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Plans for old horse farm scaled back

Andrew G. Irick II tried to speak, but the crowd shouted him down and told him he was an uninvited guest.

At the time, Irick was division president of U.S. Home Corp.'s Central Florida Division, which proposed to build 181 homes and townhouses on what used to be a 40-acre horse farm in the Ridgemoor area.

More than 500 residents had crammed into Lutheran Church of the Resurrection last summer for a meeting to oppose the development plan for one of the last, large, undeveloped properties in the county. Residents said the dense development would add too much traffic to their quiet neighborhood and devalue their properties.

Irick went back to U.S. Home and told his bosses to scrap the plan. U.S. Home decided to scale the plan back to 101 homes, which conformed with existing zoning, but was still too dense for the neighbors' liking.

Now comes a new plan, one for 49 upscale homes in an exclusive gated community to be called Hawks Landing. And the plan comes from none other than Irick, who no longer works for U.S. Home.

Irick, 49, left U.S. Home in November after 25 years with the company. In February, he and attorney Joel Tew, the principals of a new company, TBL Trust, bought the property from U.S. Home.

Their plan, which is now under county review, is just what many neighbors were hoping for. More than half the homes will be priced at more than $500,000.

"It's going to be a very first-class development," Irick said Friday.

Twenty of the homes will be built by Nohlcrest Homes on 85- by 135-foot lots. Those homes will likely sell in the $300,000 range, Irick said. The other 29 homes will be built by Marc Rutenberg Homes on larger, 100-foot by 150-foot lots. Irick estimated those homes will start at about $500,000.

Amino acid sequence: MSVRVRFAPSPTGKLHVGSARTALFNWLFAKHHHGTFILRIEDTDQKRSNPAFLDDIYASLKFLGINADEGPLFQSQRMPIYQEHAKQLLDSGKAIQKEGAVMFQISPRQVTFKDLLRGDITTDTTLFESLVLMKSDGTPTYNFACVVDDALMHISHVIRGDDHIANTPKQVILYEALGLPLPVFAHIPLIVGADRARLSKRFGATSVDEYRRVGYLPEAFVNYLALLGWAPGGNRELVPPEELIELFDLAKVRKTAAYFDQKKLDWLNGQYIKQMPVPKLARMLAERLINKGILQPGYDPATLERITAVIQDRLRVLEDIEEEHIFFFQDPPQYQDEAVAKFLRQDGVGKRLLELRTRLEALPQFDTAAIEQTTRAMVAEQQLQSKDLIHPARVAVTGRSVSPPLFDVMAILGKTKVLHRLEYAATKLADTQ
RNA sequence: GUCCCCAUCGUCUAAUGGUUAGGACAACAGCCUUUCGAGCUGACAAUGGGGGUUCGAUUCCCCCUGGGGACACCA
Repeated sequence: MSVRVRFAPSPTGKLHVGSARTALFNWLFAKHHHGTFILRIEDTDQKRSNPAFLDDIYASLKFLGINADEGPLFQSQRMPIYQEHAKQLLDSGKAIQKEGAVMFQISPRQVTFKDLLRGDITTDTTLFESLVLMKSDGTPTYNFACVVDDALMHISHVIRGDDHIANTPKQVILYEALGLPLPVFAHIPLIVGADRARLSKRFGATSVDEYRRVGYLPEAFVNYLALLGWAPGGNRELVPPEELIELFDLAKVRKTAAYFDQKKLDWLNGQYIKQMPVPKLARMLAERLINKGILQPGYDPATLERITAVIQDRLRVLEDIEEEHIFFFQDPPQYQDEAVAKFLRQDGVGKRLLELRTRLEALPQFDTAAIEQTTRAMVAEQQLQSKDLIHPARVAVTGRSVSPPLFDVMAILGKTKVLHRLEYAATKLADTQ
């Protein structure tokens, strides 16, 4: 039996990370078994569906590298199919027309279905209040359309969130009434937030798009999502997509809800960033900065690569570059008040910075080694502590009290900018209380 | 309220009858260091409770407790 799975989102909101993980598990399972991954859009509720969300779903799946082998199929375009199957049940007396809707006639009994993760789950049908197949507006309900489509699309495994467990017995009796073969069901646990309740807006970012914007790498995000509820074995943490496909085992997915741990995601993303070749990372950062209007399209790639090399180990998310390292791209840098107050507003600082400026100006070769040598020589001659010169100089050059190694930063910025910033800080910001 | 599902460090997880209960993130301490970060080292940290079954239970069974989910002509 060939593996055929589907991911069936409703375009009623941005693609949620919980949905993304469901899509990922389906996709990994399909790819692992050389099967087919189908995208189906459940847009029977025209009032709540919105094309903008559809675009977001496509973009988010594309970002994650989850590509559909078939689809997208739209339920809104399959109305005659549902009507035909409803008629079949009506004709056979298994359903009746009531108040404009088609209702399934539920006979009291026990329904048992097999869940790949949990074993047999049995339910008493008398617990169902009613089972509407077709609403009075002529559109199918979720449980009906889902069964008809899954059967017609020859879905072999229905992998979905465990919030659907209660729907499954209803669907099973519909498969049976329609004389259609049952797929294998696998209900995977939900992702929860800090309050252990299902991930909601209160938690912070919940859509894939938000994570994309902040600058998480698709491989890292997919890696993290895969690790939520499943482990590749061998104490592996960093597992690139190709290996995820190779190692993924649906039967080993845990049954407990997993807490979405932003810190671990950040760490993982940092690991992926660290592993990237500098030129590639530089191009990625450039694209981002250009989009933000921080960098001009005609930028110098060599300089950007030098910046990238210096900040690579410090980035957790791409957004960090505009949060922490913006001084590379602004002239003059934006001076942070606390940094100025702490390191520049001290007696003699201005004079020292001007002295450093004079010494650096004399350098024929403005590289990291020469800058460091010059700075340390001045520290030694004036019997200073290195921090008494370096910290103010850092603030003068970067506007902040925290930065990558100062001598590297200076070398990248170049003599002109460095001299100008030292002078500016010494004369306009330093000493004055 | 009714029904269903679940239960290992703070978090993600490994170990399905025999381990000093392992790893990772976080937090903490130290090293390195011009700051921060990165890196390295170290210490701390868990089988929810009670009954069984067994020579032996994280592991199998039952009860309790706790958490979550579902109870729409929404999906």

By contrast, the U.S. Home plan called for houses starting at under $200,000.

"My only reaction is, that's great," said Ridgemoor resident Coleen Verdon, who helped lead the opposition to the U.S. Home plan last summer. "That certainly cuts down on our concern about added traffic. We won there."

County officials said the plan calls for access only onto Ridgemoor Boulevard, alleviating the concern some residents had that if it connected with Stag Thicket Lane, cars would use the road as a cut-through.

"All of our concerns have been met," Verdon said.

Ideally, residents had hoped the county would buy the property to add to the Brooker Creek Preserve. The county was interested and made several offers, said Ellyn Kadel, the county's real estate manager.

"Sometimes we just can't get together on price," Kadel said.

The former property owner, Robert Van Worp, 70, who operated the property as a farm for his racehorses for 20 years, said he would like to have sold to the county. But the county's offers were well below what was being offered by private developers, he said.

"They just didn't want to get realistic," he said. "It would've been great for everyone."

Van Worp will retain 18 to 20 acres for his homestead. In preparation for the new homes, he said, a dilapidated barn was torn down earlier in the year and about half the paddock fences were knocked down.

"If it's going to be developed, better to have something that will be nice back there," said Steve Poling, president of the Stag Thicket Estates Homeowners Association.

"We were concerned about the previous plans with U.S. Home because of density," he said. "I would assume this would be a much better development, more compatible with the surrounding area."

"I have no qualms about it," said John Baker, president of the Bridlewood Homeowners Association. "It can do nothing but increase the property values in the whole area if they can make it fly."

_ Staff writer Robert Farley can be reached at 445-4185.

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